Tech – for Everyone

Tech Tips and Tricks & Advice – written in plain English.

When it’s time for a new computer, part 3

In prior articles I suggested that extreme slowness and security are good reasons to think about purchasing a new machine. Today I will discuss machine functionality and capability as contributing factors as well. I would like to further suggest that if Windows Vista is a big factor in your decision (namely that you would like to have it), you almost certainly should purchase it pre-installed on a new machine (for more on this, click here).

If you are still using an elderly machine it is quite probable that you have been doing without the ‘newer’ technologies, and it may be time for a change simply because of that fact. By “newer” technologies, I’m not talking about Moore’s Law and “power doubling” (as mentioned in part 1), but technologies like optical “burner” drives, FireWire, huge (and fast) hard drives, and “dual core” CPU’s.

If your machine doesn’t have USB 2.0, at least a CD burner, and its CPU is a Pentium III and is rated by “Megahertz” and not “Gigahertz”, than I sincerely suggest to you it is time for a whole new machine. (Forget about “upgrading” it; think “new”.) Don’t know what kind of CPU you have? Right-click on My Computer and select Properties. The computer shown below is a perfect example of what I mean.
It is definitely not a candidate for a graphics card/RAM/CPU upgrade (even if possible), but is ready to be donated to a school, or charity. Or … a big shredder.

Things you get with a new machine:
1) “Dual-layer” DVD burner. Optical drives now typically write to both CD’s and DVD’s (and read them). Dual-layer DVD’s can hold up to 9 Gigabytes of data [easily a full-length movie], and are the only way to fly when it comes to making your system recovery backups.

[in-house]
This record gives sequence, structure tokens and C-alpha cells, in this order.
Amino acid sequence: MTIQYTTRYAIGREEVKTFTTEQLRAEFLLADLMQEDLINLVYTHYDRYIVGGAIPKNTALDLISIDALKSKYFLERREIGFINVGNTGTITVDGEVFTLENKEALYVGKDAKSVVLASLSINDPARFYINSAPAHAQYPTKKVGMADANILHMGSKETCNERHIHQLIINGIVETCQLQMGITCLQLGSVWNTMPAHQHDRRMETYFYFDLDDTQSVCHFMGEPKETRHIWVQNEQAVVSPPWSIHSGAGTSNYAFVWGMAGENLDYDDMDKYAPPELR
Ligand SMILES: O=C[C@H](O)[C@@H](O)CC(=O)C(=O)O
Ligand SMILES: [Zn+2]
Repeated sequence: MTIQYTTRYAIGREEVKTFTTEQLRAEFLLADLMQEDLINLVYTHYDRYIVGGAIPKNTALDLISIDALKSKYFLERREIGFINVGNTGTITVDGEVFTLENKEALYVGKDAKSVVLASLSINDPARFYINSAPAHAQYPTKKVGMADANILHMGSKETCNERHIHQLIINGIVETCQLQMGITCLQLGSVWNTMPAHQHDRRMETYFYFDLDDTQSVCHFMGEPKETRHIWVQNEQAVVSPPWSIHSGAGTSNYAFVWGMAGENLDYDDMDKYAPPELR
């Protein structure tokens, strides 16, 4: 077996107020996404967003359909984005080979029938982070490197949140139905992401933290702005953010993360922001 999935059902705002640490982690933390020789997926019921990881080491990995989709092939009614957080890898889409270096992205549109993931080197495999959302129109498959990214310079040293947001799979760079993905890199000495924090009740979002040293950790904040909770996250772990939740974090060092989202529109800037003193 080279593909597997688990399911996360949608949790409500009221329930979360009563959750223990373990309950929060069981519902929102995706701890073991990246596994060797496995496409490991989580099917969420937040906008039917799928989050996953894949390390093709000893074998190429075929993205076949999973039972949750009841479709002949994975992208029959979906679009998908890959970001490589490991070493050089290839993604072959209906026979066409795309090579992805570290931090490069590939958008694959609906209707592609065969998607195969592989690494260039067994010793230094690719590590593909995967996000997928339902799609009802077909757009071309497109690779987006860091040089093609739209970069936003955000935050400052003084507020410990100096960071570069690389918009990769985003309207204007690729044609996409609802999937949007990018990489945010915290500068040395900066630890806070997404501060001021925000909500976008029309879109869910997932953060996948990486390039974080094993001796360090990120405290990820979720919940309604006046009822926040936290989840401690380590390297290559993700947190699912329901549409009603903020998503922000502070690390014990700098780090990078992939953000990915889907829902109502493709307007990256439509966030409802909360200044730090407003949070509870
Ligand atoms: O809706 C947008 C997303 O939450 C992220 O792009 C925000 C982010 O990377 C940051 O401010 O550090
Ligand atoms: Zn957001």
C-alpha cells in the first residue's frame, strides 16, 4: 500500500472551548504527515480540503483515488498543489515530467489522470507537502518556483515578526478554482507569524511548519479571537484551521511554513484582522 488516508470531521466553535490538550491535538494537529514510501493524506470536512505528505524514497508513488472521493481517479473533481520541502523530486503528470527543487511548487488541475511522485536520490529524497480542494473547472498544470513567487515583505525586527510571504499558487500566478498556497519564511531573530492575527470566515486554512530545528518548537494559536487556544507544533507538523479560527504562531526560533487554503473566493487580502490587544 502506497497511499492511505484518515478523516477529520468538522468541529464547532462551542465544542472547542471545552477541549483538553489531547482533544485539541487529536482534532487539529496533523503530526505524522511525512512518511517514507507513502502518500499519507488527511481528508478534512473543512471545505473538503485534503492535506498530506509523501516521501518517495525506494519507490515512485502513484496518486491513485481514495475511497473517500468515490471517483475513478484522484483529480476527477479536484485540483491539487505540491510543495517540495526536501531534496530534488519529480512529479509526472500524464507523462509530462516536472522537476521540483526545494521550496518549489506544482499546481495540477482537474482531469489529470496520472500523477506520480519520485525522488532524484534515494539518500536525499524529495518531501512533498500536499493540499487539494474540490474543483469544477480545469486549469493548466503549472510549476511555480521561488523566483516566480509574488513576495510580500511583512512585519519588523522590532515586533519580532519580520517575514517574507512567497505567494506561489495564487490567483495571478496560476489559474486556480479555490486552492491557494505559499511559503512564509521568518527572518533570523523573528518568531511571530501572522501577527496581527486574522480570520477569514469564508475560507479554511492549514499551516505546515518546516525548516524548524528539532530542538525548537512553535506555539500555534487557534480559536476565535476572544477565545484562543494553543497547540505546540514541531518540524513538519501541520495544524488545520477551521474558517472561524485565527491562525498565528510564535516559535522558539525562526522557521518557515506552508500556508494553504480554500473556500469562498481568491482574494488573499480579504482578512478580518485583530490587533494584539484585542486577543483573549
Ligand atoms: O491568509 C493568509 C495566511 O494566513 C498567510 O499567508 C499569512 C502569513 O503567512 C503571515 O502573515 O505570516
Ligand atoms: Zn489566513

2) USB 2.0 and/or FireWire. The difference in speed when sending data to and from peripherals (cameras, scanners, printers, etc.) is a dramatic improvement from earlier standards. There is no reason not to be up-to-par here.
3) Faster RAM. Not only do CPU’s benefit from Moore’s Law, but RAM chips do as well. Modern motherboards not only support more RAM, but faster RAM and faster RAM types and faster bus speeds. (DDR3 is coming…) Since your RAM is the primary indicator of alacrity, and does the most work, this is a very serious factor to consider.
4) “Dual” CPU’s. There is/was much hype concerning dual-core CPU’s, and much fanfare over “doubling your processor power”. Until software is written in a way that takes advantage of the capabilities of a dual-CPU, that’s what it will mostly remain — hype and hoopla. However, more and more software is being written in such a way; and if you’re going to be running Vista, it’s a common ‘joke’ that you need two CPU’s: one for Vista and one for your programs.
*Besides … quad-core chips are here now, and you don’t want to have missed a whole technology generation, right?

Tip of the day: All of the things I mentioned come standard on even a budget machine. I hope you will factor these technologies into your considerations.
I want to remind you also that, if your current machine is not too, too old, dramatic improvements can be made by “upgrading” components. This may be a more economical consideration for you. With the exception of the CPU and RAM types [these are limited by the motherboard], everything listed above can be attained via an upgrade. I will discuss this in future articles.

Today’s free link: I have noticed that very few of you have clicked on Pandora radio. This is the one ‘tip’ my friends all thank me for … and rave about. So I have posted it again, and I invite you to see what you’ve been missing.

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Copyright © 2007 Tech Paul. All rights reserved.

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August 15, 2007 Posted by | advice, computers, hardware, how to, PC, shopping for, tech, Vista, Windows, XP | Leave a comment